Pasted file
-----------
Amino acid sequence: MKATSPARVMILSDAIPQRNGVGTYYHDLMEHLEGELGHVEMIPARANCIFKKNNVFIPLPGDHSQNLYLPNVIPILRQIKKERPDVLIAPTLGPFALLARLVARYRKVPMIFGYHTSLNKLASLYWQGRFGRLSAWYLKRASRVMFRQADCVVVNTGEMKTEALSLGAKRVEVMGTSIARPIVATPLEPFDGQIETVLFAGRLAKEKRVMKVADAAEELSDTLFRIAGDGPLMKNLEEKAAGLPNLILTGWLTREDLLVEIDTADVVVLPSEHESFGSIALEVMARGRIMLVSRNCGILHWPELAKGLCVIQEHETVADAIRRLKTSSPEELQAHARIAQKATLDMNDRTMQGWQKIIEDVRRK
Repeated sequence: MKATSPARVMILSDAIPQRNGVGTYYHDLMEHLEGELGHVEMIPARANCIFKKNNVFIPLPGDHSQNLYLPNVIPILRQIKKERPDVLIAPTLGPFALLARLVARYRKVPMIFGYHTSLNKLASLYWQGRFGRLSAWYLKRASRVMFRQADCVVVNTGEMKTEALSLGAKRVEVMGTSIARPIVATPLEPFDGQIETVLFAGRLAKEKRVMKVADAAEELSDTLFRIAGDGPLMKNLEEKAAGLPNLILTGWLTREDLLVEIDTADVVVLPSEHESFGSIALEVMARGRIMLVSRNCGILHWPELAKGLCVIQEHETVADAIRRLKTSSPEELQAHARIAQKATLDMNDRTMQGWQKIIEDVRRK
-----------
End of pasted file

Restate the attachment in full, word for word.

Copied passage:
Amino acid sequence: MKATSPARVMILSDAIPQRNGVGTYYHDLMEHLEGELGHVEMIPARANCIFKKNNVFIPLPGDHSQNLYLPNVIPILRQIKKERPDVLIAPTLGPFALLARLVARYRKVPMIFGYHTSLNKLASLYWQGRFGRLSAWYLKRASRVMFRQADCVVVNTGEMKTEALSLGAKRVEVMGTSIARPIVATPLEPFDGQIETVLFAGRLAKEKRVMKVADAAEELSDTLFRIAGDGPLMKNLEEKAAGLPNLILTGWLTREDLLVEIDTADVVVLPSEHESFGSIALEVMARGRIMLVSRNCGILHWPELAKGLCVIQEHETVADAIRRLKTSSPEELQAHARIAQKATLDMNDRTMQGWQKIIEDVRRK
Repeated sequence: MKATSPARVMILSDAIPQRNGVGTYYHDLMEHLEGELGHVEMIPARANCIFKKNNVFIPLPGDHSQNLYLPNVIPILRQIKKERPDVLIAPTLGPFALLARLVARYRKVPMIFGYHTSLNKLASLYWQGRFGRLSAWYLKRASRVMFRQADCVVVNTGEMKTEALSLGAKRVEVMGTSIARPIVATPLEPFDGQIETVLFAGRLAKEKRVMKVADAAEELSDTLFRIAGDGPLMKNLEEKAAGLPNLILTGWLTREDLLVEIDTADVVVLPSEHESFGSIALEVMARGRIMLVSRNCGILHWPELAKGLCVIQEHETVADAIRRLKTSSPEELQAHARIAQKATLDMNDRTMQGWQKIIEDVRRK